To understand what causes tombstoning, you first have to understand what “wetting” means to describe a process of attaching components to a bare board with solder. Wetting is an ideal situation when the solder is applied to your board has reached an ideal fluid state and can attach properly to a component lead or pad.
Take a simple SMD resistor as an example, which has two pads. In an ideal process, the solder will attach itself to both pads and complete its wetting process at the same time on both ends. No tombstoning issues here. But you run into a problem when the wetting process of solder is unbalanced. Like when the solder on one pad completes its wetting process before the other, which results in one side of a component solidifying while the other is still in process, and so begins the game of tug-o-war.
Of course, the wet pad ends up winning, pulling up the other pin still in the process of wetting, and the entire component gets tilted on its side, looking like a tombstone. As you can imagine, identifying exactly what caused this uneven wetting can be quite the detective work as there are so many variables in play during a typical wave reflow process. Some of the most common causes of a tombstoning issue on a PCB can include:
- The temperature of the reflow oven being uneven, which can cause the solder to begin and finalize its wetting process at different times on your PCB layout.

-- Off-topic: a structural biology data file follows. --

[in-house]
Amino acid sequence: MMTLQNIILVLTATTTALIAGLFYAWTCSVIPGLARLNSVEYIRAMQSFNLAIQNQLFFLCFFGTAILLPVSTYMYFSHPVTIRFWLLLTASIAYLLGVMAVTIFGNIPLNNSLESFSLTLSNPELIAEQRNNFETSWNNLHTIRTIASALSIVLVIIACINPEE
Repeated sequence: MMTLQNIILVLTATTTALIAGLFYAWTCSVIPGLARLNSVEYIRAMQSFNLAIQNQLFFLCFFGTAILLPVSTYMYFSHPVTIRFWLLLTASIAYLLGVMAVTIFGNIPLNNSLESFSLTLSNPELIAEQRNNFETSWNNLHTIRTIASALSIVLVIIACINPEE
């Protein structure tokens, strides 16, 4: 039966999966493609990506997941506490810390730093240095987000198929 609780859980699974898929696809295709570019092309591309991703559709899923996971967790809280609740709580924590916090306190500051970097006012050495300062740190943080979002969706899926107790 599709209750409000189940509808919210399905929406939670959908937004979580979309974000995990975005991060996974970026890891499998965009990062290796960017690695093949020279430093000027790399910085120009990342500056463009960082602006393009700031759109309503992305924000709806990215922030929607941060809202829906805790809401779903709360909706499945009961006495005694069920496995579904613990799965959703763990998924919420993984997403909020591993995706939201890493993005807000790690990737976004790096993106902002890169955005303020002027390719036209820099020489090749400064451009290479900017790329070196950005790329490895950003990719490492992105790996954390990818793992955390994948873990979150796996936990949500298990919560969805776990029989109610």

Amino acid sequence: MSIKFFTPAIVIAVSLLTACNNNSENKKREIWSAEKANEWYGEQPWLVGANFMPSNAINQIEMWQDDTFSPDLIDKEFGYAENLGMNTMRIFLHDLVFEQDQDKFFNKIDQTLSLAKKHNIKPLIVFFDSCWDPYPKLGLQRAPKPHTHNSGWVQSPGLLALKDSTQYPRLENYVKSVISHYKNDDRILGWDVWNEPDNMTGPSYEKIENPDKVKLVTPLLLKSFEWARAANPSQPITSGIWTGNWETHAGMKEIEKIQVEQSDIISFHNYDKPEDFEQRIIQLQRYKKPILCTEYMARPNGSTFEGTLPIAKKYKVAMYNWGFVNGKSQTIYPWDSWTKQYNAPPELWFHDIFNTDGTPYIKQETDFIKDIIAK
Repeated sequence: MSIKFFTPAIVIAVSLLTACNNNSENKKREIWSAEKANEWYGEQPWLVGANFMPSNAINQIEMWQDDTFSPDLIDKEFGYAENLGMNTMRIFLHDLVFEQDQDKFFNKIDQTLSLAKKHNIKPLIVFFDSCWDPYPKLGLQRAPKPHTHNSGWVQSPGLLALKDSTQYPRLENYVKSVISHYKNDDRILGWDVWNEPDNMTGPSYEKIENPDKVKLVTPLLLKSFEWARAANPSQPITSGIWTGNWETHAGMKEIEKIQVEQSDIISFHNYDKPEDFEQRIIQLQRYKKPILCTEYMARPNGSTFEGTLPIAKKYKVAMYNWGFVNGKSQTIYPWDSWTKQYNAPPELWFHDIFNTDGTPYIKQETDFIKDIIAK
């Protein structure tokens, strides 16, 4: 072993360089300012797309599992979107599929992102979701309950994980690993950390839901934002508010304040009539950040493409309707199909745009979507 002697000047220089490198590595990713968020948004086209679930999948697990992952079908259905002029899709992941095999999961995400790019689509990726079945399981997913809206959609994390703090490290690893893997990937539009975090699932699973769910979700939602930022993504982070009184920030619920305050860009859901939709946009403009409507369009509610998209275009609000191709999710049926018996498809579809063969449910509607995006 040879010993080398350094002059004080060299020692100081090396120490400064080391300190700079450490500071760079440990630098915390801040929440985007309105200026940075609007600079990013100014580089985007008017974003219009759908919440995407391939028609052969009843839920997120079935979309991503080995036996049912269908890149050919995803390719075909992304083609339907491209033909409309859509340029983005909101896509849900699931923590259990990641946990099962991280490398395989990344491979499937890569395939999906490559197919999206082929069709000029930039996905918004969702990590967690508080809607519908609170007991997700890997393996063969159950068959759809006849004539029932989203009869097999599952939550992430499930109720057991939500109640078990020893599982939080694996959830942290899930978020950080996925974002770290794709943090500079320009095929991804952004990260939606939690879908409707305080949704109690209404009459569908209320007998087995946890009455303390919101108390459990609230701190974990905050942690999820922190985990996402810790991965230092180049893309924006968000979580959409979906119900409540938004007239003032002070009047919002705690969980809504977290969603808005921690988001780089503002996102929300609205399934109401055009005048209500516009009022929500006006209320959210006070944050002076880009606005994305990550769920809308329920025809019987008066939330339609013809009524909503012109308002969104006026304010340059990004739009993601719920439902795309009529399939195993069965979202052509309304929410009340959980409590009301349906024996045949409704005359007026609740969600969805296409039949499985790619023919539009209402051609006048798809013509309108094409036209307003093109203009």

- Solder paste being applied to your board in a non-uniform application across all of your pads which can lead to wetting beginning and ending at different times.
- There’s also the varying sizes of pads themselves, with SMT pads having their own set of tolerances that are often ignored but can affect the accuracy of solder applications.
How to prevent tombstone effect?
One day you might get a call or an email from your manufacturer saying that you have an issue with tombstoning on your PCB. And then you’ll probably sit there with a puzzled look on your face. What the heck is tombstoning you’ll ask, and why are you calling me about it?
Tombstoning is just one of many issues that can occur during the soldering process when all of your components get attached to a bare board. And since the beginning of PCB manufacturing, tombstoning has been and continues to be an issue. While a bunch of articles on the web point the fingers of blame at manufacturers for tombstoning issues, the truth is you also have a part to play as well. So let’s dispel once and for all what tombstoning is, and what you as a PCB designer can do to prevent it at design time.
What Can I Do About This Problem?
So now you understand tombstoning, and what it looks like on your PCB design. But you might be saying to yourself – everything I just read above sounds like an issue with the manufacturer’s process, so isn’t this their problem? Well, Yes and no.
While many of the causes of tombstoning are directly related to manufacturing imperfections, there are still some factors that you can influence. Like making a mistake on pad dimensions when creating a part, or using a tombstone loving PCB finish. Here are our top five tips that you can implement in your very own design process to lessen the chance of tombstoning:
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